Farming is life and theatre is imagination — they work together

When not busy with his work as artistic director at St John's Theatre and Arts Centre in Listowel, Joe Murphy is a beef farmer.

Beef farmer has been involved in the arts since the 1960s and now he works as an artistic director.

To meet Joe Murphy is to meet a man living life to the full.

Whether on the fields of his farm, three miles outside of Listowel, or on the stage at St John’s Theatre and Arts Centre, the beef farmer and artistic director has a zest for life that is infectious.

I caught up with Joe earlier this week to talk about theatre and tractors to talk about his life on and off the stage.

Joe first caught the theatre bug back in the 1960s.

“I was taken by my father to one of John B’s early plays, ‘The highest house on the mountain’, back in 1961.

“I was about seven at the time and was fascinated by the whole thing. What fascinated me most was the fire at the front of the stage. A little bit of turf, a grate and the obligatory red bulb.

“The boys on stage were sitting around all talking.

“A fellow came on with blood streaming down his face. A beautiful young woman appeared, having just retuned from London.

“I was looking at this and I was spellbound. It wasn’t the acting so much as the magic of it all.

“You were outside at home, you came here, the lights went up, and it created a whole new world. That was it.”

Performing with the Listowel players was next for Joe, but it was the redevelopment of St John’s Theatre and Arts Centre in 1990 that brought an opportunity which would change everything for him.

“By this stage, the farm at home was up and running well, and when the opportunity came to take on the role here as artistic director, I just went for it.”

A farmer running a theatre and arts centre, how is it going?

“It works well. For me, farming is life, and the theatre is imagination. The two balance each other. One is a reflection of the other. Whatever you pull out of your imagination has to have some source in reality.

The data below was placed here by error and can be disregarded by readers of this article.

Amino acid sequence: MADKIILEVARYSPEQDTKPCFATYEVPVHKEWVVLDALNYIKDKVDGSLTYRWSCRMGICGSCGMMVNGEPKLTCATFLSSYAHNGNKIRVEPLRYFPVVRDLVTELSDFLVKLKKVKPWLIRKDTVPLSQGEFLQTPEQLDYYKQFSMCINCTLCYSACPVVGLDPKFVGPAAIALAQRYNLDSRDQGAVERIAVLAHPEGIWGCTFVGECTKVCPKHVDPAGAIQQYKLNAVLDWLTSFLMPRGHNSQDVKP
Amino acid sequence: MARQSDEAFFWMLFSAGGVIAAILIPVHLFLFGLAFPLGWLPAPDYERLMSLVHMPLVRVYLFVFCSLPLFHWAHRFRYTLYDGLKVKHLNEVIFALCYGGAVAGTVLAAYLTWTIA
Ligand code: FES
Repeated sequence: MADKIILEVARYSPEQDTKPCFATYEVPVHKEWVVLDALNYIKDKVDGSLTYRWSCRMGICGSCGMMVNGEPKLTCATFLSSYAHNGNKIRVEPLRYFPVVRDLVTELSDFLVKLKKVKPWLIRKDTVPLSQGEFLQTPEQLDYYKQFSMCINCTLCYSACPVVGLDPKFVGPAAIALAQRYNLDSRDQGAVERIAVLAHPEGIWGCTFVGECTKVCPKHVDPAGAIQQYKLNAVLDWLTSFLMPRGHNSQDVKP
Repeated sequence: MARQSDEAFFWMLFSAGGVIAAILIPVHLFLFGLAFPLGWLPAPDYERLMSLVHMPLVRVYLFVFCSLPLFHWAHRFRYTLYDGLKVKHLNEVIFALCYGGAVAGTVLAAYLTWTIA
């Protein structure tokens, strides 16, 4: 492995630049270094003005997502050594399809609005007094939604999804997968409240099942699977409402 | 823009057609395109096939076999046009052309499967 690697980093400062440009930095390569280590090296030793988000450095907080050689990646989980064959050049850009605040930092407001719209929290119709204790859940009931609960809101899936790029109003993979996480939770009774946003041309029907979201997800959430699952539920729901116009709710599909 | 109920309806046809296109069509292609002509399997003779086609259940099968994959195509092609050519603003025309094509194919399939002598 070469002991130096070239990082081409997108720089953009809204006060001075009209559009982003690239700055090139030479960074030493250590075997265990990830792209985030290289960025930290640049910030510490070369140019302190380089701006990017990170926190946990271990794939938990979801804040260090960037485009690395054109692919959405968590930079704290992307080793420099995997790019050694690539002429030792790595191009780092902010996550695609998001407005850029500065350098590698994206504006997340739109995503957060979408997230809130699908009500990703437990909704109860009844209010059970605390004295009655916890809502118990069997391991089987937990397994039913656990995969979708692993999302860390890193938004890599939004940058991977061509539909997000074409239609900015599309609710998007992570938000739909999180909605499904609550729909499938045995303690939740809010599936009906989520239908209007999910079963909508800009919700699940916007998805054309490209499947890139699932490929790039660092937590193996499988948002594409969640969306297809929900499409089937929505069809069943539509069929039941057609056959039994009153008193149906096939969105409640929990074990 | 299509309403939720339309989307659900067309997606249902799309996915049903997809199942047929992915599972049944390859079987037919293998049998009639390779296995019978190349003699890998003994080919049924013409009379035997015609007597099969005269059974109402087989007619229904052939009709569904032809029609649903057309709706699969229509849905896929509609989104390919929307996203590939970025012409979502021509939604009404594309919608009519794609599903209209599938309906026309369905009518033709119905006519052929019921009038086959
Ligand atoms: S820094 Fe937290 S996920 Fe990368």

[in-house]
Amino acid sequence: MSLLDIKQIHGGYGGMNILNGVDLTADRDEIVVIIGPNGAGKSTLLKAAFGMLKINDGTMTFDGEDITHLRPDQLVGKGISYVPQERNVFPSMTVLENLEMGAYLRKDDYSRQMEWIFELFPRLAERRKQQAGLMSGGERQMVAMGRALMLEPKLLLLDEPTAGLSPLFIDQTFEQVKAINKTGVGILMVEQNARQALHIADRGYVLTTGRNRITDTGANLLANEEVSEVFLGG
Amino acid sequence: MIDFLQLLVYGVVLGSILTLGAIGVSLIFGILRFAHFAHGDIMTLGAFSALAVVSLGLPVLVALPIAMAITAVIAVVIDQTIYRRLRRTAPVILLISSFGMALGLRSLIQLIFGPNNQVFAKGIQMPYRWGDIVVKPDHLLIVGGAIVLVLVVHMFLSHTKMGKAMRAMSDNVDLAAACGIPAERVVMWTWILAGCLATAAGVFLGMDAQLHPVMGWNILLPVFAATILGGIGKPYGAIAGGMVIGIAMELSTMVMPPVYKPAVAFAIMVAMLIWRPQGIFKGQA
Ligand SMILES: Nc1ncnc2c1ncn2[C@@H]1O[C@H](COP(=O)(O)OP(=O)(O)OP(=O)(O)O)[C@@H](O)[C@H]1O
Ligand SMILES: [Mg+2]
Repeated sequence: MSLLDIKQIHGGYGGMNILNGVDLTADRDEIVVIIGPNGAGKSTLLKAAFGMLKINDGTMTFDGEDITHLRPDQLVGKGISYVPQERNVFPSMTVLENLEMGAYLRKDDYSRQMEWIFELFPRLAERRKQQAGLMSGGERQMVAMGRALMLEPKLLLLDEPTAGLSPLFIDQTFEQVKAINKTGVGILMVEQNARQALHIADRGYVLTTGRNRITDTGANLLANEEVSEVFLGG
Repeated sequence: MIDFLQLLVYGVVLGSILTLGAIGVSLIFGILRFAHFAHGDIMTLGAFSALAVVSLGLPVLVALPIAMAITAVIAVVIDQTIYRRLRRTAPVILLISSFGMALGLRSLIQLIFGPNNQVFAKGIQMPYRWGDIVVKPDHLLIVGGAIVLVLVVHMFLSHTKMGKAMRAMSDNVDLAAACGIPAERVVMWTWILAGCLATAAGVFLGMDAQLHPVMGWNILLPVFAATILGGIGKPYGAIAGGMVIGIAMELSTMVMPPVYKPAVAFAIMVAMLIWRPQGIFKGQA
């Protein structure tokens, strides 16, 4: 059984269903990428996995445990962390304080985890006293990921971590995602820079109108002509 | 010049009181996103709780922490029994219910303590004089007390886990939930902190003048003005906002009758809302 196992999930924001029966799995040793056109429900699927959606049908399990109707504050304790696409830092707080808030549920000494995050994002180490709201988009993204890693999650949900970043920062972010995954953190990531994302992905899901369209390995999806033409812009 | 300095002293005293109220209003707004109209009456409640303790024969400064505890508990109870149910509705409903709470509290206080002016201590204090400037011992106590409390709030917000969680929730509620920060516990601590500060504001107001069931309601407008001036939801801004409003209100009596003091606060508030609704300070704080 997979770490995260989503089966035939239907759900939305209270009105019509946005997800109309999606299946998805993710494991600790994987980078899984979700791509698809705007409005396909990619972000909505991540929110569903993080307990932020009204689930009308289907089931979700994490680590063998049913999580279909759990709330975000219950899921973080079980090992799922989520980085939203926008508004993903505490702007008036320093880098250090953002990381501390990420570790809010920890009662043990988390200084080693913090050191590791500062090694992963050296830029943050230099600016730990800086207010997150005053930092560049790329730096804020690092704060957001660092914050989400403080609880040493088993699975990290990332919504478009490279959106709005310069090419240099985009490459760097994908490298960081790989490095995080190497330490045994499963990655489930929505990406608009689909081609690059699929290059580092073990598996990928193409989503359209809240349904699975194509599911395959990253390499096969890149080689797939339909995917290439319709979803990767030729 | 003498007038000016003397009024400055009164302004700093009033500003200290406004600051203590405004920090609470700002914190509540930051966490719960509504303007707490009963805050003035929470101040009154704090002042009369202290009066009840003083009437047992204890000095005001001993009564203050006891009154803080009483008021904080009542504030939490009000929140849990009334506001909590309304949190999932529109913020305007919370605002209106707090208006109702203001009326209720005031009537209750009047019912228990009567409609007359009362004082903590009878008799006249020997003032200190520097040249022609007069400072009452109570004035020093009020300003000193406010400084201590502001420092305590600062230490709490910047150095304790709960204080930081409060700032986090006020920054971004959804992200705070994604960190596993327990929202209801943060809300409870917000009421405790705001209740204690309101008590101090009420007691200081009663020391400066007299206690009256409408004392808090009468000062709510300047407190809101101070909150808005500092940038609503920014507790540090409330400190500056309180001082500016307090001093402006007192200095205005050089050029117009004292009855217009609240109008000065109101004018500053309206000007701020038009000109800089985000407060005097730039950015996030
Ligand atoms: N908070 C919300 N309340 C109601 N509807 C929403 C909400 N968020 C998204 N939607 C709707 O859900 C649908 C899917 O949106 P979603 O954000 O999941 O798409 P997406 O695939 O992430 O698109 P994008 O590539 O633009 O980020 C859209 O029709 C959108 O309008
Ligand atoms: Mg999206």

“And on a practical level, us farmers are doers.

“If it breaks down we fix it. We do all within our power to keep the show on the road. And in the theatre business, that is exactly what you need.

“And another advantage to being a farmer is that a lot of people can feel intimidated by the arts. They might feel it’s for big shots. But it isn’t.

“And the fact that I am a farmer and that someone might see me down in the mart or someplace might make people feel more comfortable about coming in here for a look.”

Joe Murphy values such a down-to-earth audience.

“I have found through the years that a farmer, or someone like that, in the audience, can be exactly the kind of person you need to give you an honest appraisal of a play or performance.

“If he doesn’t like it, he will tell you. Something might be pointed out that you missed.

“And that is what I love. Whereas a more uppity type might merely say, “Oh, that was all absolutely marvellous.”

Joe is known far and wide these days as Joe ‘The Vicar’ Murphy because of his involvement in a theatre that was formerly a Church of Ireland building, and also because he seems to be eternally clothed in black.

St John’s Theatre and Arts Centre is home to 200 productions per year, and it’s a theatre very much with an open door with regards to new productions, as Joe explains.

“Recently we had a play performed here by transition year students from a school in the town.

As a matter of fact,

The play was written by student Katelyn Barry. The play was a contemporary piece about modern life and families.

“Her teacher directed it and I did the sets, lights and so on. The rest of her classmates acted in it. So she got her chance to put on her own play, which I think is really what theatre should be all about”.

And with her play, Katelyn Barry is following in the footsteps of film maker Ger Barrett, he of ‘Smalltown’ fame. Ger did his first bit of stage work at St John’s a few years ago.

“Ger approached me to see if he could put on a play here. His friends acted in it.

“He directed it, and I did the sets, lights and stuff.

“The play was all about the rural isolation of a bachelor farmer. Everything was going against this farmer, the TB, the cows, the whole lot. The play was put on, and it was a great success”.

“In Ger’s case, not alone had many of his friends never been on stage before, but most had never seen a play.

“Also, many people who came to the play did so for the first time”.

In the coming weeks, the theatre will be a hive of activity, with the Listowel Writers Week taking place.

This year, Writers Week runs from May 31 to June 4, and St John’s Theatre, at the heart of the town, will host at least four productions per day.

Now in its 47th year, the Listowel writers’ event is stronger that ever.

Joe recalls the heady days of the ’70s when the drink flowed, and there was no stopping the flow.

“There was a drinking culture that existed with writers at the time, in fact there was a drinking culture in almost every aspect of Irish life.

“In the ’70s, if you came home from Writers Week before 5’o clock in the morning, it was felt you didn’t have a good night.

“This period was the first time young people had money, jobs were plentiful and the hair was let down. Sometimes, you would really have to wonder how, back then, the whole country didn’t subside into a tidal wave of Harp and Smithwicks”.

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